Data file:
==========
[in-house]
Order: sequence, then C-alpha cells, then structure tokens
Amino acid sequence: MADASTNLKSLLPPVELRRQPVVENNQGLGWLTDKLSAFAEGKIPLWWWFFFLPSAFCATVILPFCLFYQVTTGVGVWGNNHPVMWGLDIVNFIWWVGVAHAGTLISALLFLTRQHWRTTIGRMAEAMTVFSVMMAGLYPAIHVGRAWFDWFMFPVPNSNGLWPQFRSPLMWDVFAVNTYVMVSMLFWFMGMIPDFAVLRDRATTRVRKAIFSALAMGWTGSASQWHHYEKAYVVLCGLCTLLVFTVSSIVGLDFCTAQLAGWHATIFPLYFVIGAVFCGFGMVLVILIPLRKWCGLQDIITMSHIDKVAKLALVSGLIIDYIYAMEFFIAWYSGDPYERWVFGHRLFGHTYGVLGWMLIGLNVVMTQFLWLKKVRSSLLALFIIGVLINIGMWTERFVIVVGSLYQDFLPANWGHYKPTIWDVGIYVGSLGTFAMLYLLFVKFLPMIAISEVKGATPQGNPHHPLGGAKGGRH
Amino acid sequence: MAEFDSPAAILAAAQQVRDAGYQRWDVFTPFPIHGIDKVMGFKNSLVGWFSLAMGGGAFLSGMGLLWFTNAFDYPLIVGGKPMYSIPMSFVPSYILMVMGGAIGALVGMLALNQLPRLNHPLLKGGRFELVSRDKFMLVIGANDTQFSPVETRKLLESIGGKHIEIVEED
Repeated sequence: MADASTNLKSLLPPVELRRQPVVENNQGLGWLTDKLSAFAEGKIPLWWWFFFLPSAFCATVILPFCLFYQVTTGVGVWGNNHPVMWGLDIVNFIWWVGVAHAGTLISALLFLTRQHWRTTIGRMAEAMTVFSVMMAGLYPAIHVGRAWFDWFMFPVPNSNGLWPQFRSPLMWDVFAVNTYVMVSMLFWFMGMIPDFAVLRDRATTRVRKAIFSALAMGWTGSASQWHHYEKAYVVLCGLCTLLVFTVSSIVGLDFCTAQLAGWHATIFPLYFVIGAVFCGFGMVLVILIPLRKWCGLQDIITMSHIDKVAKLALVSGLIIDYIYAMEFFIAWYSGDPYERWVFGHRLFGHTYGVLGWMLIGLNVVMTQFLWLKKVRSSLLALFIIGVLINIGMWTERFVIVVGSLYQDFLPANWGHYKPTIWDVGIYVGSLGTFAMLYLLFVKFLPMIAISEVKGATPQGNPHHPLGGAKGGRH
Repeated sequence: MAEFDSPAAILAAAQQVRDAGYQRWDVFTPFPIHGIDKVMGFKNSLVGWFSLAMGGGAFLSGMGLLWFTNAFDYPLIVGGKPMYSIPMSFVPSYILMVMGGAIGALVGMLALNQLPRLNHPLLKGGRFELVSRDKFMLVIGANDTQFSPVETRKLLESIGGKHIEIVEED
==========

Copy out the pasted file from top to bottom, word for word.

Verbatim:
[in-house]
Order: sequence, then C-alpha cells, then structure tokens
Amino acid sequence: MADASTNLKSLLPPVELRRQPVVENNQGLGWLTDKLSAFAEGKIPLWWWFFFLPSAFCATVILPFCLFYQVTTGVGVWGNNHPVMWGLDIVNFIWWVGVAHAGTLISALLFLTRQHWRTTIGRMAEAMTVFSVMMAGLYPAIHVGRAWFDWFMFPVPNSNGLWPQFRSPLMWDVFAVNTYVMVSMLFWFMGMIPDFAVLRDRATTRVRKAIFSALAMGWTGSASQWHHYEKAYVVLCGLCTLLVFTVSSIVGLDFCTAQLAGWHATIFPLYFVIGAVFCGFGMVLVILIPLRKWCGLQDIITMSHIDKVAKLALVSGLIIDYIYAMEFFIAWYSGDPYERWVFGHRLFGHTYGVLGWMLIGLNVVMTQFLWLKKVRSSLLALFIIGVLINIGMWTERFVIVVGSLYQDFLPANWGHYKPTIWDVGIYVGSLGTFAMLYLLFVKFLPMIAISEVKGATPQGNPHHPLGGAKGGRH
Amino acid sequence: MAEFDSPAAILAAAQQVRDAGYQRWDVFTPFPIHGIDKVMGFKNSLVGWFSLAMGGGAFLSGMGLLWFTNAFDYPLIVGGKPMYSIPMSFVPSYILMVMGGAIGALVGMLALNQLPRLNHPLLKGGRFELVSRDKFMLVIGANDTQFSPVETRKLLESIGGKHIEIVEED
Repeated sequence: MADASTNLKSLLPPVELRRQPVVENNQGLGWLTDKLSAFAEGKIPLWWWFFFLPSAFCATVILPFCLFYQVTTGVGVWGNNHPVMWGLDIVNFIWWVGVAHAGTLISALLFLTRQHWRTTIGRMAEAMTVFSVMMAGLYPAIHVGRAWFDWFMFPVPNSNGLWPQFRSPLMWDVFAVNTYVMVSMLFWFMGMIPDFAVLRDRATTRVRKAIFSALAMGWTGSASQWHHYEKAYVVLCGLCTLLVFTVSSIVGLDFCTAQLAGWHATIFPLYFVIGAVFCGFGMVLVILIPLRKWCGLQDIITMSHIDKVAKLALVSGLIIDYIYAMEFFIAWYSGDPYERWVFGHRLFGHTYGVLGWMLIGLNVVMTQFLWLKKVRSSLLALFIIGVLINIGMWTERFVIVVGSLYQDFLPANWGHYKPTIWDVGIYVGSLGTFAMLYLLFVKFLPMIAISEVKGATPQGNPHHPLGGAKGGRH
Repeated sequence: MAEFDSPAAILAAAQQVRDAGYQRWDVFTPFPIHGIDKVMGFKNSLVGWFSLAMGGGAFLSGMGLLWFTNAFDYPLIVGGKPMYSIPMSFVPSYILMVMGGAIGALVGMLALNQLPRLNHPLLKGGRFELVSRDKFMLVIGANDTQFSPVETRKLLESIGGKHIEIVEED